It was a unique scene in a Palmer courtroom at Austin Barrett’s evidentiary hearing as the district attorney took the witness stand.

The five-day hearing was an effort by defense attorney Craig Howard to get statements Barrett made about David Grunwald’s murder thrown out before trial.

Barrett, now 22, is one of four people arrested for beating and killing the Palmer 16-year-old in November 2016. He’s the last one to go to trial; juries have convicted Erick Almandinger, Dominic Johnson and Bradley Renfro of first-degree murder.

Howard accuses Alaska State Troopers of violating Barrett’s right to stay silent during interviews he had with investigators before he was arrested.

Lt. Mike Ingram picked up Barrett on Dec. 7, 2016. He was put in handcuffs and was “in custody” at the trooper post. At several points during his interview with Lt. Ingram and Sgt. Tony Wegryzn, Barrett said he was going to “plead the Fifth.”

Howard said any questioning should have stopped right there.

Troopers continued to talk to Barrett after those statements and Barrett asked them questions. Then eventually went to the District Attorney’s Office where Barrett talked with Roman Kalytiak.

Assistant District Attorney Lindsey Burton called Kalytiak as a witness for the state to discuss his conversation with Barrett. Kalytiak said Barrett was out of custody at that time and did not arrive in handcuffs.

“He was there to see me. I didn’t summons him to the DA’s office. Nor did I direct troopers to make contact with him on that day. On my mind he was there of his own free will,” Kalytiak told Burton.

Howard had his chance to cross-examine Kalytiak on Friday morning. He said troopers should have told Kalytiak that Barrett had been handcuffed and was in custody prior to his arrival at the DA’s office.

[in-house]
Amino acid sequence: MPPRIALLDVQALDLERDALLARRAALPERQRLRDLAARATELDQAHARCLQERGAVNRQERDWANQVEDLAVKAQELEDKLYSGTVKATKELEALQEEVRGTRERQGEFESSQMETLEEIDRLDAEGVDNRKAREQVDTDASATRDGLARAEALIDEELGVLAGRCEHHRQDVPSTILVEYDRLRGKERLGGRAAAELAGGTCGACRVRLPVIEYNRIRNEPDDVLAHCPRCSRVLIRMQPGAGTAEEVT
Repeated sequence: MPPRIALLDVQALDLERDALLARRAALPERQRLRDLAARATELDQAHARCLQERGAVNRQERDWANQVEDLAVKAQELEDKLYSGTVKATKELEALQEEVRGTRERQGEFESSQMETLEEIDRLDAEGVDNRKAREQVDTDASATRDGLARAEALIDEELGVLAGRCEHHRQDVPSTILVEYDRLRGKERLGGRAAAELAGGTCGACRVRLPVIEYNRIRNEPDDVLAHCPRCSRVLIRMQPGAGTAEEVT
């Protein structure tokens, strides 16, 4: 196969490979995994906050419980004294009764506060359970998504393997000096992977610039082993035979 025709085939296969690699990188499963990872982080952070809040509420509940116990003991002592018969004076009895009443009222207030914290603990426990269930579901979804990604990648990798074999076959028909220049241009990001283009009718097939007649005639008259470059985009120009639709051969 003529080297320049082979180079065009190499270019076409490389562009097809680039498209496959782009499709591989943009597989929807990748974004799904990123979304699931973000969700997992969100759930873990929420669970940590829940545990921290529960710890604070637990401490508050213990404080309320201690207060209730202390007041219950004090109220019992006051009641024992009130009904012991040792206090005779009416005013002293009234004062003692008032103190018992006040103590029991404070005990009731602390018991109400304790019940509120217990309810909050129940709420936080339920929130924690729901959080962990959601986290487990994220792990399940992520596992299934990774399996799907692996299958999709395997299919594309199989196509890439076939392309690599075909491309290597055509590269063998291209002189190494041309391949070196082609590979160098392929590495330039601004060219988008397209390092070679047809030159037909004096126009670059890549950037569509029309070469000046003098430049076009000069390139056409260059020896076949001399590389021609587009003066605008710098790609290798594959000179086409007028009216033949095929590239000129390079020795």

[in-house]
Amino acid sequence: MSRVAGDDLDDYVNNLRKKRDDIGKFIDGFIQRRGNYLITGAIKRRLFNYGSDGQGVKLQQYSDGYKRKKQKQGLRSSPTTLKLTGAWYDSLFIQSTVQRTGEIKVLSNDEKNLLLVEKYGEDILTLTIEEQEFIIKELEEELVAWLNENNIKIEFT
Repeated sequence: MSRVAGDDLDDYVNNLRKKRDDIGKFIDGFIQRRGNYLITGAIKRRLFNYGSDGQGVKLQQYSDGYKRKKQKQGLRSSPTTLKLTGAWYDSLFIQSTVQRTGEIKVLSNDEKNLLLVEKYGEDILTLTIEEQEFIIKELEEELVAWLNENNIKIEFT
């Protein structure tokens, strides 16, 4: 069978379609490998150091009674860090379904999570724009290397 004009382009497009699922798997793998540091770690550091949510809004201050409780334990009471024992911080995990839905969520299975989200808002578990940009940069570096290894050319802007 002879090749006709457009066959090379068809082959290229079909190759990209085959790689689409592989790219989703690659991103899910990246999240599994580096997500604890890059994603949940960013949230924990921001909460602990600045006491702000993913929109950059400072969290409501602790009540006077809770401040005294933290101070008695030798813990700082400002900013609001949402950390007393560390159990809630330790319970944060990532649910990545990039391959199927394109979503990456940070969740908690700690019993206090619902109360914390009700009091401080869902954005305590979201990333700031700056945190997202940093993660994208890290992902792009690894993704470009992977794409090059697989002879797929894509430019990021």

While Howard initially seemed reserved, he soon began wildly gesticulating and pounding on the podium — characteristics he displayed while cross-examining Ingram and Wegrzyn.

“If he had said, ‘I put handcuffs on him,’ and dragged him, transported him in, you would have asked, ‘Well, he’s in custody then?’” Howard said, punctuating his statements by bringing his hand down on the podium.

“It’s hard to answer what I would have done,” Kalytiak responded.

It’s rare for a state prosecutor to be called as a witness in their own case. Kalytiak said it’s only happened to him a couple times in his 40 years practicing law.

In the Dec. 7 interview, Kalytiak tells Barrett he doesn’t need to make a statement. Barrett later said he wanted to talk.

“It’s go time,” Barrett said on the recording played in court.

He acknowledged being with the group during the crimes but denied being a willing participant.

“In my opinion I was kidnapped too, in a sense. But I mean, I wasn’t killed. I mean, just what we experienced is f------ going to be with us for the rest of our lives,” Barrett told investigators.

During his closing argument on Friday, Howard said troopers’ actions were “nefarious” and they were “desperate to come up with a statement.”

“[Kalytiak] was purposefully kept in the dark by his agents and that’s what’s so outrageous that they would do that. They had to do something because they screwed up,” Howard said.

Kalytiak disagreed there was any “conspiracy” that the troopers withheld information from prosecutors.

It will be up to Judge Gregory Heath to decide what parts of the interviews, if any, the state can use as evidence. He said he would likely have a ruling in about 10 days.

Barrett’s trial is scheduled for April in Fairbanks.

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